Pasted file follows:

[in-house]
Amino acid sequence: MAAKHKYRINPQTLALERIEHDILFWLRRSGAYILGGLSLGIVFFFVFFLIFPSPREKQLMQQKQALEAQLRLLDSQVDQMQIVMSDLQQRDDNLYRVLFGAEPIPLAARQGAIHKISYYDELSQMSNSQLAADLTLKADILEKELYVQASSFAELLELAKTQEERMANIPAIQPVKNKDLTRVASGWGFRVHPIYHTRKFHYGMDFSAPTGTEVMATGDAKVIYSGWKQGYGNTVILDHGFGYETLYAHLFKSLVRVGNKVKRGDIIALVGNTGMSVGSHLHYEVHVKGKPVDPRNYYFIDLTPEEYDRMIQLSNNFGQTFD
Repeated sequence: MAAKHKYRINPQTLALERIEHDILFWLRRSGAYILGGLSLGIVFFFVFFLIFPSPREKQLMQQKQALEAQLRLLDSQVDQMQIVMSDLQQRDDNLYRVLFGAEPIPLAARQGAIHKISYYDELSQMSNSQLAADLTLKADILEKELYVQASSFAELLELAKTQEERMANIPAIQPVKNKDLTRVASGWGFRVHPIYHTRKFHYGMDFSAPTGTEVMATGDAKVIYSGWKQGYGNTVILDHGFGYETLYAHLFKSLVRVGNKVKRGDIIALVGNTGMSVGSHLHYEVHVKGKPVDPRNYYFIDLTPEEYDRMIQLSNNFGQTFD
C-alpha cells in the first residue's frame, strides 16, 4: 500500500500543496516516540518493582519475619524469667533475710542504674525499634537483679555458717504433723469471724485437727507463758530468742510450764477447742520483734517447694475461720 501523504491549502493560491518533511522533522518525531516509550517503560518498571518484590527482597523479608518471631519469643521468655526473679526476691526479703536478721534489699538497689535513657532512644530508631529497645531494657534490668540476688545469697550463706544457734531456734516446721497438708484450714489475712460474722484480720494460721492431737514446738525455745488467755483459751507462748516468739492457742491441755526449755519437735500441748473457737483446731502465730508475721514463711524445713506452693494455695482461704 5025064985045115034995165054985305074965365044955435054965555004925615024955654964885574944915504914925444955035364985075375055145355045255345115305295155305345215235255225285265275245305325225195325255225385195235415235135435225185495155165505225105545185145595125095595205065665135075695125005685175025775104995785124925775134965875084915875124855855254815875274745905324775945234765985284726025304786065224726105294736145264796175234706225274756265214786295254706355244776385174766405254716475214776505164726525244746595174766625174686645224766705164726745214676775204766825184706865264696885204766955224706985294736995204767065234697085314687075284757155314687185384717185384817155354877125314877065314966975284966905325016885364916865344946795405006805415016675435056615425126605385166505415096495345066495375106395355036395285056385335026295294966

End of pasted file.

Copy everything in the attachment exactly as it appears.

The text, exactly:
[in-house]
Amino acid sequence: MAAKHKYRINPQTLALERIEHDILFWLRRSGAYILGGLSLGIVFFFVFFLIFPSPREKQLMQQKQALEAQLRLLDSQVDQMQIVMSDLQQRDDNLYRVLFGAEPIPLAARQGAIHKISYYDELSQMSNSQLAADLTLKADILEKELYVQASSFAELLELAKTQEERMANIPAIQPVKNKDLTRVASGWGFRVHPIYHTRKFHYGMDFSAPTGTEVMATGDAKVIYSGWKQGYGNTVILDHGFGYETLYAHLFKSLVRVGNKVKRGDIIALVGNTGMSVGSHLHYEVHVKGKPVDPRNYYFIDLTPEEYDRMIQLSNNFGQTFD
Repeated sequence: MAAKHKYRINPQTLALERIEHDILFWLRRSGAYILGGLSLGIVFFFVFFLIFPSPREKQLMQQKQALEAQLRLLDSQVDQMQIVMSDLQQRDDNLYRVLFGAEPIPLAARQGAIHKISYYDELSQMSNSQLAADLTLKADILEKELYVQASSFAELLELAKTQEERMANIPAIQPVKNKDLTRVASGWGFRVHPIYHTRKFHYGMDFSAPTGTEVMATGDAKVIYSGWKQGYGNTVILDHGFGYETLYAHLFKSLVRVGNKVKRGDIIALVGNTGMSVGSHLHYEVHVKGKPVDPRNYYFIDLTPEEYDRMIQLSNNFGQTFD
C-alpha cells in the first residue's frame, strides 16, 4: 500500500500543496516516540518493582519475619524469667533475710542504674525499634537483679555458717504433723469471724485437727507463758530468742510450764477447742520483734517447694475461720 501523504491549502493560491518533511522533522518525531516509550517503560518498571518484590527482597523479608518471631519469643521468655526473679526476691526479703536478721534489699538497689535513657532512644530508631529497645531494657534490668540476688545469697550463706544457734531456734516446721497438708484450714489475712460474722484480720494460721492431737514446738525455745488467755483459751507462748516468739492457742491441755526449755519437735500441748473457737483446731502465730508475721514463711524445713506452693494455695482461704 5025064985045115034995165054985305074965365044955435054965555004925615024955654964885574944915504914925444955035364985075375055145355045255345115305295155305345215235255225285265275245305325225195325255225385195235415235135435225185495155165505225105545185145595125095595205065665135075695125005685175025775104995785124925775134965875084915875124855855254815875274745905324775945234765985284726025304786065224726105294736145264796175234706225274756265214786295254706355244776385174766405254716475214776505164726525244746595174766625174686645224766705164726745214676775204766825184706865264696885204766955224706985294736995204767065234697085314687075284757155314687185384717185384817155354877125314877065314966975284966905325016885364916865344946795405006805415016675435056615425126605385166505415096495345066495375106395355036395285056385335026295294966